-How bad is the match between the Bushwhackers and Fabulous Rougeau Brothers? Monsoon and Ventura actually have a debate about immigration. Talk about cutting edge! I hope Linda McMahon’s cribbing notes from this telecast. Benoit’s not on the show, so I’m sure the tape won’t be hard to find in Vince’s library. I just hope it’s not stuck against the inexplicably-sticky WBF tapes. Wait….ewww….

-While I appreciate Jacques and Raymond’s dorky heel mannerisms, it’s not enough to save things as the Whackers win in an awkward finish. Speaking of awkward, the winners lick Sean Mooney afterward, which I’m sure goes a long way in explaining why jumping to a Queens, NY news station a few years later wasn’t that hard of a decision for Mooney.

-“Mr. Perfect looks perfect!” exclaims Monsoon. Then Perfect stumbles during his entrance. Priceless.

-Mr. Perfect vs. the Slammy Award Winning Blue Blazer, aka Owen Hart. Creepy, isn’t it? Owen’s dead, having died in basically the same costume ten years later. Perfect’s dead, dying in 2003 of an overdose. And referee Tim White committed suicide at Armaged—wait, that was a storyline?

-In few words, best match of the night so far. Perfect gives Blazer plenty of offense, and Owen works in some nifty suplexes and pinning attempts. Perfect, however, was just on top of his game, knowing when to let the babyface dominate, and then knowing when to regain control himself, and look like an athletic God in doing so. If Jack Swagger didn’t come off as such an inbred yokel, he could do this gimmick just as well and ride it to the top.

-You know you’re a worthwhile wrestler when you’re working as a babyface and Jesse Ventura can’t even slag you. He hasn’t said one bad word about Owen during the entire bout. Come to think of it, he seemed to love the Hart Foundation, even as faces. Geez, Jesse, how bad DID Stu stretch you out?

-Perfect ends it with the Perfect-Plex. Stellar match, if short. Miss both men immensely. Sigh.

-Speaking of Ventura, here he is to wake the crowd up by posing. Posing….to AWAKEN the fans. Chris Masters, you’re doing it wrong.

-Earlier in the day, Mr. Fuji competed in WWF’s 5K run on the AC boardwalk. Can you imagine them trying this now? Who would compete in it? Not to slag WWE’s fanbase, but can the majority of them run up the street, let alone 5K? I’d give it a shot, provided that I get to wear Fuji’s Oddjob attire.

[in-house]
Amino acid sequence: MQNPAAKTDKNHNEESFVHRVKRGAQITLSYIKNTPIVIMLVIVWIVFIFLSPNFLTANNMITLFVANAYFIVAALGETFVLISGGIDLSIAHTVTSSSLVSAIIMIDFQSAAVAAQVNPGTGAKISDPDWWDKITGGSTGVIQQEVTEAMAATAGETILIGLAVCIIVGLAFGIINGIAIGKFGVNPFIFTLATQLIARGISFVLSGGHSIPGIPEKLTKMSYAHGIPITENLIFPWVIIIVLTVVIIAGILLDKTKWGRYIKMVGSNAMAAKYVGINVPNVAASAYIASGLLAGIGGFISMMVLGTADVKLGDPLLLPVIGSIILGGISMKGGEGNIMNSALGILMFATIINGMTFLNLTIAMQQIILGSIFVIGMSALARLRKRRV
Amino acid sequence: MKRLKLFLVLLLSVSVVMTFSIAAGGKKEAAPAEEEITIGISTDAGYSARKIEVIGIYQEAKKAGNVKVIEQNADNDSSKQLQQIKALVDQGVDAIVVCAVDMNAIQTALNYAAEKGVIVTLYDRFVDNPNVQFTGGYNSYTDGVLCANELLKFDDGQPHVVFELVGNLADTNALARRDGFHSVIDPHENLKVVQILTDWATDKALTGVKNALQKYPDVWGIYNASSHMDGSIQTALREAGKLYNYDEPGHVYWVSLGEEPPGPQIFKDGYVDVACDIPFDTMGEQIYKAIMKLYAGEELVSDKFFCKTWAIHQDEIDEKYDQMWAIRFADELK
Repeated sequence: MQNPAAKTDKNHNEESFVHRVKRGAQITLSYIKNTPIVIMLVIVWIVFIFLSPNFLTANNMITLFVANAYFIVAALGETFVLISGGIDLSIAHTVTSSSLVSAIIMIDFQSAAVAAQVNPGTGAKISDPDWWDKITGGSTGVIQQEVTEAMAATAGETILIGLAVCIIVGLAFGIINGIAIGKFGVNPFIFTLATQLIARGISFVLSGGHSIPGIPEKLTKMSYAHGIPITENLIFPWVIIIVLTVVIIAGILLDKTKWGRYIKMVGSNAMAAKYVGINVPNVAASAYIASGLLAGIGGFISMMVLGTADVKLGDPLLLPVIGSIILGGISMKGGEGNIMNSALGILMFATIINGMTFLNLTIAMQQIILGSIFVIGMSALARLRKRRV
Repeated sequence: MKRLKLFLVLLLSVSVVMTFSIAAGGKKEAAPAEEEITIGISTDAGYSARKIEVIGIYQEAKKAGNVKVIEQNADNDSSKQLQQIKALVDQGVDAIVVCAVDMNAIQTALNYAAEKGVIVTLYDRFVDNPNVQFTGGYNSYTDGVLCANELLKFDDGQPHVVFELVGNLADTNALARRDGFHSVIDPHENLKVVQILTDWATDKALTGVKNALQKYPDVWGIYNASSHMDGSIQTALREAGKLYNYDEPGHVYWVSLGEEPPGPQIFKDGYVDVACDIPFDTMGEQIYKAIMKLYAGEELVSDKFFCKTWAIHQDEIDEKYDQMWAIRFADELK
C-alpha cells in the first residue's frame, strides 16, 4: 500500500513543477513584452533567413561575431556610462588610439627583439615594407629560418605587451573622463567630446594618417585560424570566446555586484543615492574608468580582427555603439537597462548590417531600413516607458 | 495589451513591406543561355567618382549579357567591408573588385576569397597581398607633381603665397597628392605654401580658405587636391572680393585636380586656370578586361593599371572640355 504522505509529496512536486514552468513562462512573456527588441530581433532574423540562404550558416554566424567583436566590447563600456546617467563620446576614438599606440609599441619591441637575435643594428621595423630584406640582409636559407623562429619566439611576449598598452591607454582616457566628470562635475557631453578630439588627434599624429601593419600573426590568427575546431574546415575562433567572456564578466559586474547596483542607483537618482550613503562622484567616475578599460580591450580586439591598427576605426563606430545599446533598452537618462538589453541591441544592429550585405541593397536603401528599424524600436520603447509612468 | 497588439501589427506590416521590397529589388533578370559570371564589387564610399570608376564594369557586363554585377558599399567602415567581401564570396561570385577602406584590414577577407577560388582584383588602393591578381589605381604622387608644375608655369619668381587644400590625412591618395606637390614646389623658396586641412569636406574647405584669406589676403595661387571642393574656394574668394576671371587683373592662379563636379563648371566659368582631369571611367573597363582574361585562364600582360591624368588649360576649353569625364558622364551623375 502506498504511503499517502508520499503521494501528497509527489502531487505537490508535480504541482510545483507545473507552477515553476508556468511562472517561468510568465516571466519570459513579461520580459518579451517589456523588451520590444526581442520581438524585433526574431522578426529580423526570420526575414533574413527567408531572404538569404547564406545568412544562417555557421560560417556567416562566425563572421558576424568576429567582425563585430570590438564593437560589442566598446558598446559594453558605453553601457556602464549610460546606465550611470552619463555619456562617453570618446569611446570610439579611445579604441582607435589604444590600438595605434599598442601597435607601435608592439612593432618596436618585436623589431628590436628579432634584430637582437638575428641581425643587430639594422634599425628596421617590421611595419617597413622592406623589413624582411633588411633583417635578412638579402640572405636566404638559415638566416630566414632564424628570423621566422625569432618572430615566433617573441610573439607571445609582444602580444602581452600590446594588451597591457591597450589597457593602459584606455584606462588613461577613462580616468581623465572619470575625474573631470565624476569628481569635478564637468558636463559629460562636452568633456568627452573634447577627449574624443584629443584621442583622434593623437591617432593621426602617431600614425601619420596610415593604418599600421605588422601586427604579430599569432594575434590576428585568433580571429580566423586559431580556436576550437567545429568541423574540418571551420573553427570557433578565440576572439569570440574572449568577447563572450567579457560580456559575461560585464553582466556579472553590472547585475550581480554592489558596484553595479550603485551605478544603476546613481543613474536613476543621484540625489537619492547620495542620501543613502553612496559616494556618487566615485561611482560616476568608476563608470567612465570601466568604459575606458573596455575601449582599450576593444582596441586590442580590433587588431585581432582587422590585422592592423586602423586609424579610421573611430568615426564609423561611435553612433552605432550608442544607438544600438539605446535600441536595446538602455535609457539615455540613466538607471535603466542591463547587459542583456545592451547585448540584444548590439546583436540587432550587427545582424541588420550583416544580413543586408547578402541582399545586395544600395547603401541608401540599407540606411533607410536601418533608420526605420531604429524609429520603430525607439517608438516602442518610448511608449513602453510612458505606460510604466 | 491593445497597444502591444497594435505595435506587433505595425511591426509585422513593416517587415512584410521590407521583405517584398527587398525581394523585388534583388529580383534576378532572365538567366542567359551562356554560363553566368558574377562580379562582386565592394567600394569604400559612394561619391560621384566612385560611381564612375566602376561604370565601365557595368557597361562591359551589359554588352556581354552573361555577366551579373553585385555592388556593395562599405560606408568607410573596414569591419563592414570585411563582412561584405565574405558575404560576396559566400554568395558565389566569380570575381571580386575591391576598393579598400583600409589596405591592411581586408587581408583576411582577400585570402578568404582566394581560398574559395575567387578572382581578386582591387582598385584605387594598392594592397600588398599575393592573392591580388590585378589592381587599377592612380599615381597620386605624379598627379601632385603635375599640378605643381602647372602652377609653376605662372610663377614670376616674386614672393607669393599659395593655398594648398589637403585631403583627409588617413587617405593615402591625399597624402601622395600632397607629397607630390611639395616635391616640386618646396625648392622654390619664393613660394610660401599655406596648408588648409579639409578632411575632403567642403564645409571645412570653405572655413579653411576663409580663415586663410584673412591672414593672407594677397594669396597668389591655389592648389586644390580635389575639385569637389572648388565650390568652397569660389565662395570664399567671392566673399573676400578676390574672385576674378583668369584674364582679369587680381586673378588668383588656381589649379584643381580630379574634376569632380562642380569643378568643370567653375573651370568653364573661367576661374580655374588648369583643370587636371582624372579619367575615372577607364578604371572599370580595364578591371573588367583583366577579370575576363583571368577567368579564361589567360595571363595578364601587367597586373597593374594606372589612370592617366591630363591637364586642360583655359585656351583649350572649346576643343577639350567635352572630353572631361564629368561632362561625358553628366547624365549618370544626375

-More non-wrestling, except it’s Run DMC performing the “WrestleMania Rap”. I look forward twenty years from now to Kid Rock performing the “WrestleMania Crap”.

-So the WWF World Tag Team Titles are on the line in a 3 on 2 handicap match, as Demolition defend against the Powers of Pain and Mr Fuji. Fuji turned on the Demos, because um….he wanted to? Look, the man starred in Fuji Bandito! HE HAS IMMUNITY FROM EXPLAINING HIS NONSENSICAL ACTIONS! YOU HEAR ME? IMMUNITY!

-Speaking of immune, the Demos seem to be immune from getting this crowd to care. Maybe the 5K run sapped the fans’ energy. I mean watching it, not participating in it. It’s New Jersey, afterall.

-The heat segment, hypothetically, is supposed to be some unfair triple teams on Ax, but, given that the fans are as clueless as Jeremy Piven, the work is met with total silence. Let’s fast forward to the finish!

-Brrrrzzzzzttttbrzflfubflubflubflub DECAPITATION AND THE DEMOS OVERCOME THE ODDS! That was fun.

-Backstage, Macho Man Randy Savage screams at no one in particular and yells at an invisible Hogan. Then he asked the production crew if they were ready for him to “get into character”. Okay, I made the last part up, but you know that it’s within the realm of possibility.

-How far are Dino Bravo and Ronnie Garvin down on the WWF food chain? Jimmy Snuka made his return after a four year absence while both men stood in the ring, waiting to begin their match. It got a lukewarm reaction as well. In related news, it’s been 20 years since a WWFE PPV has been held in New Jersey, save for the Meadowlands. Thanks a lot, you silent heathens.

-Bravo wins in about 3 minutes with the side suplex. I didn’t leave out any major details, trust me. Oh, except for the crowd chanting “USA!” to show solidarity against Bravo. I’m sure Montreal native Ronnie Garvin was energized by the support of the fans.